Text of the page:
Shortly after being let go, he wound up in the district. He admits that the job is nothing fancy, and being assigned to the locker rooms can be annoying at times. But through the tedious clean up and hectic hours, the job isn’t half bad. All three janitors have worked together for more than four years and have gotten to know each other very well.
“I think any time you work with someone you become friends with people,” Webb said. “There’s been occasions where we’ve done things outside of work.”
The third shift janitors see each other from time to time, but on a typical night they mainly stick to their respective spots. Their work includes anything from mopping floors to cleaning graffiti off of walls. At 3 a.m. Peck says they meet to have what they see as “lunch.” They finish their shift at 7 a.m.
They have fun talking with each other at work—griping about messes, talking to Peck about his love of cameras—but just like with Dugan at “Machinal,” the top priority is the students. Whether it’s cleaning the “very messy” locker rooms or helping throw cardboard into a compactor, they put the kids first. And hopefully leave them with, if anything, a positive impression.
“I felt a lot better for the rest of the night [after I talked with Steve], it makes you feel good to really get to know somebody,” Dugan said. “It was really an opportunity—if my job wasn’t compacting wood, I wouldn’t have gotten to know this guy and hear his great stories.”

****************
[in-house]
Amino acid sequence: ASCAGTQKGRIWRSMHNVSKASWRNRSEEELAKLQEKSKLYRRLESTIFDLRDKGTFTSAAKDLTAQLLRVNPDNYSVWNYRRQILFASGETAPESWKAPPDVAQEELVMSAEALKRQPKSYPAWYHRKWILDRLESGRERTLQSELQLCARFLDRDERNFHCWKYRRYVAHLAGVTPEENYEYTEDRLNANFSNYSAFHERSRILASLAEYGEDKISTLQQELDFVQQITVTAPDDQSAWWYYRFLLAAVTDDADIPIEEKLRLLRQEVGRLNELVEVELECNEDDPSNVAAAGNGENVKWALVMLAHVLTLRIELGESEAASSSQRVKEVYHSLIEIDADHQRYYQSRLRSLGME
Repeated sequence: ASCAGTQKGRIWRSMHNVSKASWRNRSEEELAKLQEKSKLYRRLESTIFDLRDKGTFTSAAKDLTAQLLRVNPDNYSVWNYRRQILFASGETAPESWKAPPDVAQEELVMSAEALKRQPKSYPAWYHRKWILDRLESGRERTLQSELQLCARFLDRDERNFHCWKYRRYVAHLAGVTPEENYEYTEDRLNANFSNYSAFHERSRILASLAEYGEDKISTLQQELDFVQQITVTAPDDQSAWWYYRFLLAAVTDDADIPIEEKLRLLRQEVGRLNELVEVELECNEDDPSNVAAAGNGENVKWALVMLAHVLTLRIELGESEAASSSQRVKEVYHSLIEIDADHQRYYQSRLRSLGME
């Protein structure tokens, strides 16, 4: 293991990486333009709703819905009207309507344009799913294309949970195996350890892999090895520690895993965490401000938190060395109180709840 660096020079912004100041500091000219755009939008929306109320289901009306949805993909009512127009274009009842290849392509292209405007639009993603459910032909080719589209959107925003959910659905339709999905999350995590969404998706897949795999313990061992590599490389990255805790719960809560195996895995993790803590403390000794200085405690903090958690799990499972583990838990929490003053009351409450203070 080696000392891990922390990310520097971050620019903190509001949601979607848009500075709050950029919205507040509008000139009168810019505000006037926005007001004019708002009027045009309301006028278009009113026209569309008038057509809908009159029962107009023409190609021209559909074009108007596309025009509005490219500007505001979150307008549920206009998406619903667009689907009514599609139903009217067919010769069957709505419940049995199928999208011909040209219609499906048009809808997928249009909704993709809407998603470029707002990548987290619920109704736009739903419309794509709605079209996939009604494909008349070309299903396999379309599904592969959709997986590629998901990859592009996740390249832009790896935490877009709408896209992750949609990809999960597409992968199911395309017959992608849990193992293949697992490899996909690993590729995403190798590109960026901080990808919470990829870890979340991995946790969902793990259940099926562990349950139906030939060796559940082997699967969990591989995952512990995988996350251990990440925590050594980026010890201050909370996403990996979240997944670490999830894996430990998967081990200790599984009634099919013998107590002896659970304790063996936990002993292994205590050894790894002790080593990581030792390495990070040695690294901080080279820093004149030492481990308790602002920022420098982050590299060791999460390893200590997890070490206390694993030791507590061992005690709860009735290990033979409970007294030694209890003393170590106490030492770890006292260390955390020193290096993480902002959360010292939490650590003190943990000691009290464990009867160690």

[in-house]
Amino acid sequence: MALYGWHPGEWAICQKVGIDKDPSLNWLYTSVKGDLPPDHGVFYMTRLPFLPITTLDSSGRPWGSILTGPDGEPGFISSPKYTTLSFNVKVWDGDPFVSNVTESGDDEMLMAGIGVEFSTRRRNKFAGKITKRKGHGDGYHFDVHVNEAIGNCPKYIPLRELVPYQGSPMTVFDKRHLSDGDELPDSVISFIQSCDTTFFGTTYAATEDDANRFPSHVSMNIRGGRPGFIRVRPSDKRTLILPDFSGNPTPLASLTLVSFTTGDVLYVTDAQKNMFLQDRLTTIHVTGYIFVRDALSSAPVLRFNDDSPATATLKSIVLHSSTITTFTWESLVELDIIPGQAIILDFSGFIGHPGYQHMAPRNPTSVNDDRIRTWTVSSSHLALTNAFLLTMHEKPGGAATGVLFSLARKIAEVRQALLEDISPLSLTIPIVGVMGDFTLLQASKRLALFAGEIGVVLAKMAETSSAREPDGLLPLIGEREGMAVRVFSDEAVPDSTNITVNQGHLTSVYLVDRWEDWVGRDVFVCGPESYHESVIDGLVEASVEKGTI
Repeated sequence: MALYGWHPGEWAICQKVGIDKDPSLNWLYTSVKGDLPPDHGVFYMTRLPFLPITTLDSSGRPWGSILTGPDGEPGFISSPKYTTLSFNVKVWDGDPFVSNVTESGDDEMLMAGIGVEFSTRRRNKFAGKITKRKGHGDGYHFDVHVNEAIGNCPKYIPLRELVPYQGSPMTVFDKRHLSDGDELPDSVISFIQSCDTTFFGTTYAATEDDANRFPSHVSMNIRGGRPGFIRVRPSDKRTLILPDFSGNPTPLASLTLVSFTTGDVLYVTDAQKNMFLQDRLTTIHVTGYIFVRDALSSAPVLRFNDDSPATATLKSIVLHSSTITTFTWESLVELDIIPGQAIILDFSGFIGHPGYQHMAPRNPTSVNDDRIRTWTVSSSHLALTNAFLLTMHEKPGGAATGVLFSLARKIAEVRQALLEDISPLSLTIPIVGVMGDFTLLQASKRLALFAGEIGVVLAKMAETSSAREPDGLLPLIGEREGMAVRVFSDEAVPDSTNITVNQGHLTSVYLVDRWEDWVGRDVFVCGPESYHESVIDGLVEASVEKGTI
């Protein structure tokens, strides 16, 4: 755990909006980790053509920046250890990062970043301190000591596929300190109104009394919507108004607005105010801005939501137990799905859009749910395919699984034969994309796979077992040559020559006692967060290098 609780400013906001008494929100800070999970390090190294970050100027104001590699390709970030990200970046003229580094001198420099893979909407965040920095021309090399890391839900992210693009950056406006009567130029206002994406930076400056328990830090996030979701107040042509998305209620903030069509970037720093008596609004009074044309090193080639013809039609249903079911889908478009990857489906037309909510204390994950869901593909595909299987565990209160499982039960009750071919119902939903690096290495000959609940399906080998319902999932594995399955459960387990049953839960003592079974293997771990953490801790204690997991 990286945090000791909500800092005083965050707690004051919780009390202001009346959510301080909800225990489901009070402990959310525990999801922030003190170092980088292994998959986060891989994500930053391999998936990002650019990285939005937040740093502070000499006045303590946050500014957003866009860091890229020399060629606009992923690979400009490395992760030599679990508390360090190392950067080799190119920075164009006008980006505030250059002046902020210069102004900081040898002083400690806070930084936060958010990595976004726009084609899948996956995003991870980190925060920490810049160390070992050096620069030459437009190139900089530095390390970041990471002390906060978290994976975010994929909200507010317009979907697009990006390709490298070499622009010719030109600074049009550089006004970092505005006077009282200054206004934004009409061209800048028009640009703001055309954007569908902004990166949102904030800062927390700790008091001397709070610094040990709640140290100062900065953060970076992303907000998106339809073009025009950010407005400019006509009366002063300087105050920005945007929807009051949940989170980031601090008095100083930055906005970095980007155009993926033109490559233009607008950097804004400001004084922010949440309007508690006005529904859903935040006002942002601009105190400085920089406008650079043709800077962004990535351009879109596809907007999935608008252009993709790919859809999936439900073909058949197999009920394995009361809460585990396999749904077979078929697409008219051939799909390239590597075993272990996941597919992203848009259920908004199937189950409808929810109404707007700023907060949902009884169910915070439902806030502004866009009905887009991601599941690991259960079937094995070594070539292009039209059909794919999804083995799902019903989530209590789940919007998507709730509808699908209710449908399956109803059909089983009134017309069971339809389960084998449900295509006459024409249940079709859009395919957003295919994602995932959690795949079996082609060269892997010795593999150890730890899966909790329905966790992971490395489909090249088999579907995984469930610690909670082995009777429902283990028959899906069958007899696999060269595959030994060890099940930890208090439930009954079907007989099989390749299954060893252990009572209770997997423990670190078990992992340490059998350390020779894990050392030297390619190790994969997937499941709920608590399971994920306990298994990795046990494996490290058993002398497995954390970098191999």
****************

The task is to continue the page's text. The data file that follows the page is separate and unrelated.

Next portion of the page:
* * *
Their job is simple. At its core, being a janitor means maintaining the cleanliness of the building. A daily night consists of tending to pre-assigned areas and any spots in dire need of pick up. But each night, the third-shifters head into work with the knowledge that what they’re doing matters. And they put up with the mundane tasks.
“Sometimes you wish you had a change every once in a while. It’s pretty rough sometimes…especially after football,” Peck says with a laugh.
But Peck knows how important it is. He remembers finding a wallet and returning it to a current K-State student; the East alum was grateful and gave him a big “thank you.” He remembers two weeks ago, when there was a water mane break during the night and someone was there to fix it.
Ultimately, Peck enjoys the job—but that doesn’t mean he has no hope for a different future.
He currently is taking courses at Johnson County Community College. He takes classes on video and computer productions, including Microsoft Word 2010 and Photoshop. Recently, he made a video with some fellow students and entered it in a local film festival. He says that after being a janitor he’d like to learn more about the computer system and production of video.
“[In classes] I learn what’s going on in the TV studio and stuff, operate the cameras, editing and all that,” Peck said. “If [a job] pops up and comes available, then I’ll look at it.”
For the time being, he sees himself at East. He doesn’t love the work, but it gets him through the day. When asked, he says that his job is “fine.” Not bad, just fine. Crider describes it as something that “pays the bills.”
They may have a love-hate relationship with what they do, but Dugan, for one, is glad they do it.
“I really appreciated it…what he did for us,” Dugan said. “I was amazed at—well it was uncommon for him to help us like that and I was amazed at his support and attention to our needs.”